Freedom of personal choice in matters of marriage and family life is one of the liberties protected by the Due Process Clause of the Fourteenth Amendment.
- Cleveland Board of Education v. LaFleur, 414 U.S. 632, 639-640 (1974).
The LaFleur decision shifted parental authority from a mere tradition to a fundamental liberty, but American governments have continued to involve themselves more and more in parental affairs. For example, World Net Daily reports:
A 10-year-old homeschool girl described as "well liked, social and interactive with her peers, academically promising and intellectually at or superior to grade level" has been told by a New Hampshire court official to attend a government school because she was too "vigorous" in defense of her Christian faith.
The decision from Marital Master Michael Garner reasoned that the girl's "vigorous defense of her religious beliefs to [her] counselor suggests strongly that she has not had the opportunity to seriously consider any other point of view."
Even though the child's homeschooling program had placed her ahead of her grade level, the mother was being too vigorous in teaching her point of view to her child. The girl was placed in a public school where she could be exposed to conflicting views "in the fashion that the nation and state expect" to quote the Waldenberg court.
Parental authority and family liberty have been under attack for years. The 1989 United Nations Convention on the Rights of the Child, for example, gives children specific rights which have to be enforced by government intervention in family matters. Among other provisions, the treaty forbids spanking.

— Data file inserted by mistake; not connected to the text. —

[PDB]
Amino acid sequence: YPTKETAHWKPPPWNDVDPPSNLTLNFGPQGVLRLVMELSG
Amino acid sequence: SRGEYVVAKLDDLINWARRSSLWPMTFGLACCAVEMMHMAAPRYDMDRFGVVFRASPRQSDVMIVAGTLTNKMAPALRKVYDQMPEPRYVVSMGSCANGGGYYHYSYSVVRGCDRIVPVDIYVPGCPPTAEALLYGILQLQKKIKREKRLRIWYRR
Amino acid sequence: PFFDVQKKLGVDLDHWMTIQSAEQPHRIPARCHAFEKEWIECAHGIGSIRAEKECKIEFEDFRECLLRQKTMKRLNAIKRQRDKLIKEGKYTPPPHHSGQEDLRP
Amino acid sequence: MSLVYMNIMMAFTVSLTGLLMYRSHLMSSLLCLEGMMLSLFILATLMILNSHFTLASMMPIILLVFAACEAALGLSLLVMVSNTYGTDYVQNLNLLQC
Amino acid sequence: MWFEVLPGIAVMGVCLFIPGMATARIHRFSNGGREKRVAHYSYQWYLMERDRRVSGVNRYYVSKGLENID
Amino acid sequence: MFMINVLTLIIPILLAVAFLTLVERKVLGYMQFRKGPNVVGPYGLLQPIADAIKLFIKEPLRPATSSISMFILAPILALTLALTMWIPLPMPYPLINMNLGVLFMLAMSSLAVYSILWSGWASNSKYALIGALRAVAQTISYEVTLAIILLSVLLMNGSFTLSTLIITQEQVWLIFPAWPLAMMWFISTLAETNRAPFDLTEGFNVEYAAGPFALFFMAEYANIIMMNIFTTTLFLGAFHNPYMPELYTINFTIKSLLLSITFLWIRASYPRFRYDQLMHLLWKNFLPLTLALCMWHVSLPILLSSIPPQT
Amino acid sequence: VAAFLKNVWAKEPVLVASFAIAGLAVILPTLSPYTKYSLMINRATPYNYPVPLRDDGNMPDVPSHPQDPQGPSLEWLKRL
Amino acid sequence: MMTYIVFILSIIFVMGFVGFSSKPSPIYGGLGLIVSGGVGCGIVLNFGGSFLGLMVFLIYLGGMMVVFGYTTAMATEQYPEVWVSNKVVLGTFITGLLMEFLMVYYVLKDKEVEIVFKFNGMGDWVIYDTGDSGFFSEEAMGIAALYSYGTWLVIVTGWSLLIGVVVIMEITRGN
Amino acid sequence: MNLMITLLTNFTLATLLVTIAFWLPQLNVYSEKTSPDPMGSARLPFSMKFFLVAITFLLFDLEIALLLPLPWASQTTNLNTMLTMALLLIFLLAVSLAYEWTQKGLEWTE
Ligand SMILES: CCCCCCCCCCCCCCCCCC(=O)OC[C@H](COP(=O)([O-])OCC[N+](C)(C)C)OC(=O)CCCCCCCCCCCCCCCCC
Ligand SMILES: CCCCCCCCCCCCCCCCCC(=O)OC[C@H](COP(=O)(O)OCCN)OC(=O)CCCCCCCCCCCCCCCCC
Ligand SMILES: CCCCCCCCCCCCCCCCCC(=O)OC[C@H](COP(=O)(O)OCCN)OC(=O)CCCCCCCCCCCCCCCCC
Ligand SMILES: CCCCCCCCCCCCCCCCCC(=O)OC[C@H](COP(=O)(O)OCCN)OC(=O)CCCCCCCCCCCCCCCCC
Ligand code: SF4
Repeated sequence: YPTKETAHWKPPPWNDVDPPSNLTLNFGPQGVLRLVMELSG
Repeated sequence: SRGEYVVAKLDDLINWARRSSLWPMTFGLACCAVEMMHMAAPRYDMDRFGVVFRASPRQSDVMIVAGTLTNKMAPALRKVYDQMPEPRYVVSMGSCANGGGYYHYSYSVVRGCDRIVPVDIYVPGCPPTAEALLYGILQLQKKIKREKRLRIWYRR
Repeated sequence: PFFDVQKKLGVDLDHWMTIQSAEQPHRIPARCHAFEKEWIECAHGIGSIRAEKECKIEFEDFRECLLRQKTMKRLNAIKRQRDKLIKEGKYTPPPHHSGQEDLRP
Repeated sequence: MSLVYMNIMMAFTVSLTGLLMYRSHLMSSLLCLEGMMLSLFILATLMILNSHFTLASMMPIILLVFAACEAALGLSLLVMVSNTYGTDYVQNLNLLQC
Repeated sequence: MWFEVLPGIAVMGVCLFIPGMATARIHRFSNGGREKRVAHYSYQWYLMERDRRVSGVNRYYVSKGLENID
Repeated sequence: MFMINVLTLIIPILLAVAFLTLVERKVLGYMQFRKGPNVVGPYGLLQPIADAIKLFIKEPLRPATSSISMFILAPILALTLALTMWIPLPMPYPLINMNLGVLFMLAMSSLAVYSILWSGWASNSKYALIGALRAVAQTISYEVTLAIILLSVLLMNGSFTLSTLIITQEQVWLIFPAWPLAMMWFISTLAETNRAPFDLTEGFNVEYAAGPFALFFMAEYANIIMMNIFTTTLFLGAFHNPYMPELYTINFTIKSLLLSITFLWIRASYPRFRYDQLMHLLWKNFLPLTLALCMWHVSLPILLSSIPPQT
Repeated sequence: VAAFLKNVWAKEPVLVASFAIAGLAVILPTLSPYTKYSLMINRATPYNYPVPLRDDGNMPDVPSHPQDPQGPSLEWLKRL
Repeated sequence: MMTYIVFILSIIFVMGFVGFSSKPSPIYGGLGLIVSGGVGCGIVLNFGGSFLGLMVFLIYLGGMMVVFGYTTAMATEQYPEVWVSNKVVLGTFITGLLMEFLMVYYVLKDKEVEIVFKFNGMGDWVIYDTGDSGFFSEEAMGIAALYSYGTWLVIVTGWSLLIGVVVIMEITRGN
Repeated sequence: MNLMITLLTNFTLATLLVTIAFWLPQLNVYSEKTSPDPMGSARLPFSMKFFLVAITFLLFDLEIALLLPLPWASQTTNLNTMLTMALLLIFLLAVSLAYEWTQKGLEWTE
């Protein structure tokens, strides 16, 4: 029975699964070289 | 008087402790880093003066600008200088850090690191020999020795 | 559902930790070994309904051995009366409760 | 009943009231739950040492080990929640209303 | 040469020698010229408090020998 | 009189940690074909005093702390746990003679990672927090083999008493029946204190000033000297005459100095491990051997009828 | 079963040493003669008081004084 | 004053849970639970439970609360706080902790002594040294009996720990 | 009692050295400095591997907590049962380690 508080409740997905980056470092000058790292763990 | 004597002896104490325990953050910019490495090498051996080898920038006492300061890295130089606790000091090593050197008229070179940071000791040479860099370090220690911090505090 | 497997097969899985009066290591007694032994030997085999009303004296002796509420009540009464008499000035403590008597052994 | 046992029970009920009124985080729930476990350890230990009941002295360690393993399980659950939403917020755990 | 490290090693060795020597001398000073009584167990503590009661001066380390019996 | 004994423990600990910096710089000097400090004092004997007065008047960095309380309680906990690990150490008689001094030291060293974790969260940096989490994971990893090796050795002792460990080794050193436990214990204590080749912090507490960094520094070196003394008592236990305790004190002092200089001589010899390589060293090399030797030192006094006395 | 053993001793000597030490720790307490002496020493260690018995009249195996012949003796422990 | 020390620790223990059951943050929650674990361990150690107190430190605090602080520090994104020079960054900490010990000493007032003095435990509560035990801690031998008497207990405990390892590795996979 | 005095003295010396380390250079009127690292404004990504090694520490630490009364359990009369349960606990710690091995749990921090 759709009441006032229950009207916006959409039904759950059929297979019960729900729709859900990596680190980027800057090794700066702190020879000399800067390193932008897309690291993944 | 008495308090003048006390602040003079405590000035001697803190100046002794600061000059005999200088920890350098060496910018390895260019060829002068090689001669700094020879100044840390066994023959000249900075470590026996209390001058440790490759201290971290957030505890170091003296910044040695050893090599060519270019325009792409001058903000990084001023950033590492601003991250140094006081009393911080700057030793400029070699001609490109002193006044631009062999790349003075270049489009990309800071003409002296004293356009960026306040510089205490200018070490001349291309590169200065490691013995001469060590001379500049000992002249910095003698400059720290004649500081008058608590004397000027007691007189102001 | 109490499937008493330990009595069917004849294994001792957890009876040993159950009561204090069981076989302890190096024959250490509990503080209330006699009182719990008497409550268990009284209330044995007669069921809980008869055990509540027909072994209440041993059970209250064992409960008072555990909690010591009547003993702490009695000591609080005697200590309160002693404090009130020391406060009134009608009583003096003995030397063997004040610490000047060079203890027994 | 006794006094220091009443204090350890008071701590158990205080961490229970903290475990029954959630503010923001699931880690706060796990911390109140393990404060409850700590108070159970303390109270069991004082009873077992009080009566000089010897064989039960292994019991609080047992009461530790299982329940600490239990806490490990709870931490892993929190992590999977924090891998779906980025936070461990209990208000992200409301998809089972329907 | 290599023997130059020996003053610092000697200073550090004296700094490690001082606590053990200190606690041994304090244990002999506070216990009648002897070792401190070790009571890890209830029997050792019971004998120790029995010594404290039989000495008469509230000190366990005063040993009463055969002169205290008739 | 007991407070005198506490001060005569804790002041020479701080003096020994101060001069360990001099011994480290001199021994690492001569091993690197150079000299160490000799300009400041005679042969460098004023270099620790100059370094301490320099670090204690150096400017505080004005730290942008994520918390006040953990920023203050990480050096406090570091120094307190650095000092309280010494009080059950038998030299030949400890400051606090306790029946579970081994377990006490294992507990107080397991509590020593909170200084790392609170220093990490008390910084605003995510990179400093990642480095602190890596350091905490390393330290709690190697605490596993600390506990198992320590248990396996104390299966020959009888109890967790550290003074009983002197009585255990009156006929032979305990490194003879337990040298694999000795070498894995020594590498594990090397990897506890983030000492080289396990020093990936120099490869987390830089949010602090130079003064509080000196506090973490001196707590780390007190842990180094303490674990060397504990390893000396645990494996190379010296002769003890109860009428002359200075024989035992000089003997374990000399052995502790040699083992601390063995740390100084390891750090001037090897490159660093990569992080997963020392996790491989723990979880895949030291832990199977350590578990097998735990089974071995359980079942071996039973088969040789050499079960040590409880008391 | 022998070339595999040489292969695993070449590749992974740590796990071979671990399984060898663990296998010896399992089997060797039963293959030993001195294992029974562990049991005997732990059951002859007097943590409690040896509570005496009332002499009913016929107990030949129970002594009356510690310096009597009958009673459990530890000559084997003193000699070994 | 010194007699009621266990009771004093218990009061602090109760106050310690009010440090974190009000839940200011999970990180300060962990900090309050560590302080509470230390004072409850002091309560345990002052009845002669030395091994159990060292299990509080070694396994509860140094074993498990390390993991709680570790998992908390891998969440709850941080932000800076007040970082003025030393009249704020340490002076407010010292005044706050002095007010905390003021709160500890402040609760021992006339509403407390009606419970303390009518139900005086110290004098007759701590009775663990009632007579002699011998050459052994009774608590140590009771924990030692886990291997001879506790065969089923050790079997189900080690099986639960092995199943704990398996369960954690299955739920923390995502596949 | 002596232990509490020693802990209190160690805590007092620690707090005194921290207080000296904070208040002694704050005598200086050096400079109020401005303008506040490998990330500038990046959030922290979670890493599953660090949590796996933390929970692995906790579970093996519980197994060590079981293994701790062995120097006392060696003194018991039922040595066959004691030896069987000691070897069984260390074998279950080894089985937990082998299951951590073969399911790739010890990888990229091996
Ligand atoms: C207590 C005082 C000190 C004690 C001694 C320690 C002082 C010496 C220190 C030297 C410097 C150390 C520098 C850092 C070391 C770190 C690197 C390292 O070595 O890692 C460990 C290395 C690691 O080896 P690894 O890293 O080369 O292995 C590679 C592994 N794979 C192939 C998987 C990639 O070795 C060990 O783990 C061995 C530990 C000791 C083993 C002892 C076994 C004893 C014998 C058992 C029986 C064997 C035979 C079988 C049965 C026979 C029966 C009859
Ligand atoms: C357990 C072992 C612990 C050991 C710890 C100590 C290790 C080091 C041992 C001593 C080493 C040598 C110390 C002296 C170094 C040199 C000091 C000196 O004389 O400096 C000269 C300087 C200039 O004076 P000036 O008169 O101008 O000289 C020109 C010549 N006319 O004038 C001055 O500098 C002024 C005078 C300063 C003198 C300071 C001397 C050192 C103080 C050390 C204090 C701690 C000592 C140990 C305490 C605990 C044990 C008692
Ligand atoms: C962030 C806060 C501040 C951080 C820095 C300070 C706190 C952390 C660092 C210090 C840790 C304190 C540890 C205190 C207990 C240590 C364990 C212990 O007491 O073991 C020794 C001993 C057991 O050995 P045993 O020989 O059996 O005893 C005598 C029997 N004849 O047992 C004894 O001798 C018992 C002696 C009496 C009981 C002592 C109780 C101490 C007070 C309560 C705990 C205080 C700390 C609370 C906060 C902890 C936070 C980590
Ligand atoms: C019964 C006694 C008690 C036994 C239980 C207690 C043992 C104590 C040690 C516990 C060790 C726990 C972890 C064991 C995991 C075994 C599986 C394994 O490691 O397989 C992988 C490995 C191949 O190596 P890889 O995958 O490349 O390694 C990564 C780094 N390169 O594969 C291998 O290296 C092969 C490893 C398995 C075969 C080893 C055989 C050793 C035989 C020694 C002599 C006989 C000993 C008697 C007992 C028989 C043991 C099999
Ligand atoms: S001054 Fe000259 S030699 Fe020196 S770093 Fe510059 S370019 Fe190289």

The trend is pretty clear - parental authority is being eroded all over the Western world.
Many of us at Scragged have a reflexively negative reaction to any increase in government authority. We've seen so many examples of government abusing its authority to our hurt that we don't trust any government, anywhere, with any more authority than was laid out in the US Constitution, and sometimes we wonder whether even those few powers are really necessary.
In the specific case of child protection, moreover, it's been found that government makes a really lousy parent.
In a long-term study of child care outcomes, MIT researchers found that even when a child's biological family was in really bad shape, drug abuse, violence, whatever, removing the child to foster care just about always made the outcome worse. The MIT News article "Kids gain more from family than foster care" which was published on July 3, 2007, says:
An MIT Sloan School of Management professor has for the first time used the analytic tools of applied economics to show that children faced with two options - being allowed to stay at home or being placed into foster care - have generally better life outcomes when they remain with their families.
"While much has been written about the trade-off between family preservation and child protection, little empirical work has been able to support a greater emphasis on either one," said Joseph Doyle Jr., assistant professor of applied economics at Sloan. "My research suggests that children on the margin of foster care placement have better employment, delinquency, and teen motherhood outcomes when they remain at home."
Doyle, the Jon D. Gruber Career Development Assistant Professor of Applied Economics, said his study is the first to empirically demonstrate causal effects between placement decisions and long-term outcomes.
Thus we now know that when governments remove children from even pretty bad homes, the results are worse than leaving them alone. It's been demonstrated over and over that government care is worse than bad parents.
Parents make mistakes, sure, but the record shows that on the whole, governments make a lot more mistakes when they try to assume parental roles. The difficulty with giving government any power over children is that in true bureaucratic fashion, government will claim more and more power over time until there's none left for parents.
Thus, the presumption should be that parents know best. How can a government child psychologist better decide whether this girl is a competent sailor than her parents, who've sailed with her for her entire life?
Over the past five years, the editors have been secretly working on a book that summarizes the fundamental viewpoints of Scragged.